Coping With Terrorism

Terrorism by definition is designed to evoke terror in people and for most people it does a pretty good job of achieving its intent. Terrorism in our world is a chronic stressor that each person has to find a way to build resilience to and cope with. This page provides tips on how to cope with terrorism related trauma.


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Coping with Trauma Related to Terrorism

Knowledge or experience of random, unprovoked acts of violence often leaves people feeling helpless, hopeless, vulnerable, and angry. Terrorists intentionally attack defenseless citizens so that all individuals feel vulnerable, not just those in the military or those taking a stand against a set of ideas or beliefs.

We are all aware that acts of terror happen every day somewhere in the world, but there are times such as the bombing of the federal building in Oklahoma in 1995, the attacks on 9/11/2001, the bomb explosion at the Boston Marathon in 2013 and the recent terrorist attacks in Paris where it really hits close to home. At these times there are people who are personally affected by being witness to the events, people who are affected by the loss of loved ones, those who are triggered because of previous trauma, and those that are affected vicariously by exposure to the loss and grief of others. Terrorism is global and affects everyone at some point in some way.


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It is important to take good care of yourself, try to maintain your usual routine, and maintain hope. Heroes are everywhere and we often find they emerge at times of crisis and trauma. Sometimes the heroes are ordinary citizens who intervene in the face of terror as it is unfolding, but sometimes the heroes are those who generously donate, serve, and tirelessly act to assist others in the wake of terror.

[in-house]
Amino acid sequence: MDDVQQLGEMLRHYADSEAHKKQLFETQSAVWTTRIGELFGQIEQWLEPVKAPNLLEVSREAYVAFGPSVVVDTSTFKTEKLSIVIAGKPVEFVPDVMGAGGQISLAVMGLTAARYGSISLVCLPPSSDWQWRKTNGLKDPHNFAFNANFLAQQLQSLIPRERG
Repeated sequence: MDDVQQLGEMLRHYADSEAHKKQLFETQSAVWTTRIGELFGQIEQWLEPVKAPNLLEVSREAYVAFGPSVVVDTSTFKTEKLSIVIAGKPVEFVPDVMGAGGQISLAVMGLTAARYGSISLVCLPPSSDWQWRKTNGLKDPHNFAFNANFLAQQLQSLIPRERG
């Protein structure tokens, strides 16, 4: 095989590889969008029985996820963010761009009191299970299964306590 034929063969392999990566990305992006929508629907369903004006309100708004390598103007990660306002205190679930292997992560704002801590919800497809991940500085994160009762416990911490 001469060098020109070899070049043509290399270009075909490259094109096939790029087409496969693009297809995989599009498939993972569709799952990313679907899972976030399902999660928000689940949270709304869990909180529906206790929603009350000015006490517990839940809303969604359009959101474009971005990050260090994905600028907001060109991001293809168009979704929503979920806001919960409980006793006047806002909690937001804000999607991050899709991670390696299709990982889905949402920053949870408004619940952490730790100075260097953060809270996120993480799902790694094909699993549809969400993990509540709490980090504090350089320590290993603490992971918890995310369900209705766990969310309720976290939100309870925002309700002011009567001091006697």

Many have noted that Americans have an enormous ability to come together as one people in times of need whether that be in response to a natural disaster, an act of terror, or another tragedy. One of the most powerful ways to recover from grief and loss is to seek social support. Reach out to others, talk, listen, hug, find ways to support one another and focus on all the care and love that exists all around each of us and our world.


Resources

The American Psychological Association has a number of good articles on building resilience and coping with trauma related to terrorism. Below are a few tips from these articles along with the links to the full articles. If you are struggling, feeling hopeless, or depressed please call Counseling & Psychological Services and schedule an appointment to come in and speak with a counselor at (850) 474-2420.

Tips for coping with trauma related to terrorism:

  • Take a news break. Listening to or watching unending coverage of tragic events can negatively impact your ability to cope. Limit your exposure.
  • Reach out to others. Talk about your worries and seek support from others.
  • Maintain your routine as much as you can.
  • Focus on the positive. Most individuals are outraged by terrorism, meaning most people are good and that is a wonderful fact to focus on.
  • Seek out professional care if you are having trouble coping.

Building Resilience to Manage Indirect Exposure to Terror

Disasters and Terrorism

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